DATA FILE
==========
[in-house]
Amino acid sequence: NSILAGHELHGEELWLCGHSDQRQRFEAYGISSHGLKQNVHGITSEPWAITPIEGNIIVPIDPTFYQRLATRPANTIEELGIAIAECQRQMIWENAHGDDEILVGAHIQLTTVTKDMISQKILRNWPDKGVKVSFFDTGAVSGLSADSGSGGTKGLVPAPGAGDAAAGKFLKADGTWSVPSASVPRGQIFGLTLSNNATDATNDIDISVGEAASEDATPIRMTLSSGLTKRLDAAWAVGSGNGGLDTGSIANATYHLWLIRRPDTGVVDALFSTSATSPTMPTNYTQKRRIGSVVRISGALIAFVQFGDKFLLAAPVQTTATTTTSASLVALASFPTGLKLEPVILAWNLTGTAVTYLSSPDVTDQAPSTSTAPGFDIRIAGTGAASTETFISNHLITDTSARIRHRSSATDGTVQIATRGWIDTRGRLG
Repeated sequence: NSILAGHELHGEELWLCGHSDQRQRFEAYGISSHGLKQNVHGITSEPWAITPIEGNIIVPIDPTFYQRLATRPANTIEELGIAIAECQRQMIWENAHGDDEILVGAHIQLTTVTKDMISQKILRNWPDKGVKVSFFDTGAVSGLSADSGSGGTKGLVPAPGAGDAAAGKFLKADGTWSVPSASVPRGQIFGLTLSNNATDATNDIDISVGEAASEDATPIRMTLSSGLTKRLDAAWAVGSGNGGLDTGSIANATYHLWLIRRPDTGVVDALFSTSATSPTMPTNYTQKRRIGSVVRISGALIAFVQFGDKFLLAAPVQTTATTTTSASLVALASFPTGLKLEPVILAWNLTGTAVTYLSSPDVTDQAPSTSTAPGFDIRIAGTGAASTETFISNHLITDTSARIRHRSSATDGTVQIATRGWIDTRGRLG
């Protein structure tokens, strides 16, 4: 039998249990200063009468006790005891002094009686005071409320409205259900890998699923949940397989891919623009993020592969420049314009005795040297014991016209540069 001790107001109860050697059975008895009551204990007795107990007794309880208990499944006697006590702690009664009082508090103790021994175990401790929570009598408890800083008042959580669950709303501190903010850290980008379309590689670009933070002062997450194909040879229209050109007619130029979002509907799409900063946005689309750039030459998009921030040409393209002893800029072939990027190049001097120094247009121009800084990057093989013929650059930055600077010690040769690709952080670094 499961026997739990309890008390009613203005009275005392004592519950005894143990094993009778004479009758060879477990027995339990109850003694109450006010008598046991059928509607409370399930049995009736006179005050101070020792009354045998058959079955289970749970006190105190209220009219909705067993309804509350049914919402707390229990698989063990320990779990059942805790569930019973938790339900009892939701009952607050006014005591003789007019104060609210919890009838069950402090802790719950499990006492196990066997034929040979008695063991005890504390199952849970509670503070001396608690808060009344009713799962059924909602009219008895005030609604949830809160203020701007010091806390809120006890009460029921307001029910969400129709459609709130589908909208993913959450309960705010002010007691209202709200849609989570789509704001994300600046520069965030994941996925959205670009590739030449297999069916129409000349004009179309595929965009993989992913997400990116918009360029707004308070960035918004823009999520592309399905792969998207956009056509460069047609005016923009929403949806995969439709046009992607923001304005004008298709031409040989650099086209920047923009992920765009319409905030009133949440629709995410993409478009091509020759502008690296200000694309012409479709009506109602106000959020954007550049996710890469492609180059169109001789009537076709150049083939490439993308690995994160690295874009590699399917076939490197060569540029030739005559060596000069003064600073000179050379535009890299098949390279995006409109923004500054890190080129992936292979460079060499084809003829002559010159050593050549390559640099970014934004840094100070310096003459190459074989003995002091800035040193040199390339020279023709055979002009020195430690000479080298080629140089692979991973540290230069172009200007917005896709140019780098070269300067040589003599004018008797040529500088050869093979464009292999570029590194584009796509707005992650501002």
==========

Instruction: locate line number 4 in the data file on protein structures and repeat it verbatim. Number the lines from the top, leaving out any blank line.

């Protein structure tokens, strides 16, 4: 039998249990200063009468006790005891002094009686005071409320409205259900890998699923949940397989891919623009993020592969420049314009005795040297014991016209540069 001790107001109860050697059975008895009551204990007795107990007794309880208990499944006697006590702690009664009082508090103790021994175990401790929570009598408890800083008042959580669950709303501190903010850290980008379309590689670009933070002062997450194909040879229209050109007619130029979002509907799409900063946005689309750039030459998009921030040409393209002893800029072939990027190049001097120094247009121009800084990057093989013929650059930055600077010690040769690709952080670094 499961026997739990309890008390009613203005009275005392004592519950005894143990094993009778004479009758060879477990027995339990109850003694109450006010008598046991059928509607409370399930049995009736006179005050101070020792009354045998058959079955289970749970006190105190209220009219909705067993309804509350049914919402707390229990698989063990320990779990059942805790569930019973938790339900009892939701009952607050006014005591003789007019104060609210919890009838069950402090802790719950499990006492196990066997034929040979008695063991005890504390199952849970509670503070001396608690808060009344009713799962059924909602009219008895005030609604949830809160203020701007010091806390809120006890009460029921307001029910969400129709459609709130589908909208993913959450309960705010002010007691209202709200849609989570789509704001994300600046520069965030994941996925959205670009590739030449297999069916129409000349004009179309595929965009993989992913997400990116918009360029707004308070960035918004823009999520592309399905792969998207956009056509460069047609005016923009929403949806995969439709046009992607923001304005004008298709031409040989650099086209920047923009992920765009319409905030009133949440629709995410993409478009091509020759502008690296200000694309012409479709009506109602106000959020954007550049996710890469492609180059169109001789009537076709150049083939490439993308690995994160690295874009590699399917076939490197060569540029030739005559060596000069003064600073000179050379535009890299098949390279995006409109923004500054890190080129992936292979460079060499084809003829002559010159050593050549390559640099970014934004840094100070310096003459190459074989003995002091800035040193040199390339020279023709055979002009020195430690000479080298080629140089692979991973540290230069172009200007917005896709140019780098070269300067040589003599004018008797040529500088050869093979464009292999570029590194584009796509707005992650501002």